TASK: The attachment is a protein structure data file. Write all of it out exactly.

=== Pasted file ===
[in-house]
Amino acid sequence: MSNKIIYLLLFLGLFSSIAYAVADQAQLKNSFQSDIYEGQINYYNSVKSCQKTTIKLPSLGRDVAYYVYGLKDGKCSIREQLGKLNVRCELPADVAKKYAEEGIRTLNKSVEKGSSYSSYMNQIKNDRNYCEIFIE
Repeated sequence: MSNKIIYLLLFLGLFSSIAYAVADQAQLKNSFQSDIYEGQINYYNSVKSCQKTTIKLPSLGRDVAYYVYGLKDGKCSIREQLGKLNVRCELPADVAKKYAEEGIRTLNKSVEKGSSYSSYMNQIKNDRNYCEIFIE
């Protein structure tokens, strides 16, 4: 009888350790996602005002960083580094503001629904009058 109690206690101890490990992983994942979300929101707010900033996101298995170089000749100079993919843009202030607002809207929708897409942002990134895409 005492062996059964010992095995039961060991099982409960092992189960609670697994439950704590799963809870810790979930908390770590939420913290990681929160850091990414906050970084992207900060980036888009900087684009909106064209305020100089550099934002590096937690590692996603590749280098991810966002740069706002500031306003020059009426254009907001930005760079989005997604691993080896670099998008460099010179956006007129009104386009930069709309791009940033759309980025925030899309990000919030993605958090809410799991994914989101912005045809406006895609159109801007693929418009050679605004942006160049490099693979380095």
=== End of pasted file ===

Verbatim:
[in-house]
Amino acid sequence: MSNKIIYLLLFLGLFSSIAYAVADQAQLKNSFQSDIYEGQINYYNSVKSCQKTTIKLPSLGRDVAYYVYGLKDGKCSIREQLGKLNVRCELPADVAKKYAEEGIRTLNKSVEKGSSYSSYMNQIKNDRNYCEIFIE
Repeated sequence: MSNKIIYLLLFLGLFSSIAYAVADQAQLKNSFQSDIYEGQINYYNSVKSCQKTTIKLPSLGRDVAYYVYGLKDGKCSIREQLGKLNVRCELPADVAKKYAEEGIRTLNKSVEKGSSYSSYMNQIKNDRNYCEIFIE
């Protein structure tokens, strides 16, 4: 009888350790996602005002960083580094503001629904009058 109690206690101890490990992983994942979300929101707010900033996101298995170089000749100079993919843009202030607002809207929708897409942002990134895409 005492062996059964010992095995039961060991099982409960092992189960609670697994439950704590799963809870810790979930908390770590939420913290990681929160850091990414906050970084992207900060980036888009900087684009909106064209305020100089550099934002590096937690590692996603590749280098991810966002740069706002500031306003020059009426254009907001930005760079989005997604691993080896670099998008460099010179956006007129009104386009930069709309791009940033759309980025925030899309990000919030993605958090809410799991994914989101912005045809406006895609159109801007693929418009050679605004942006160049490099693979380095």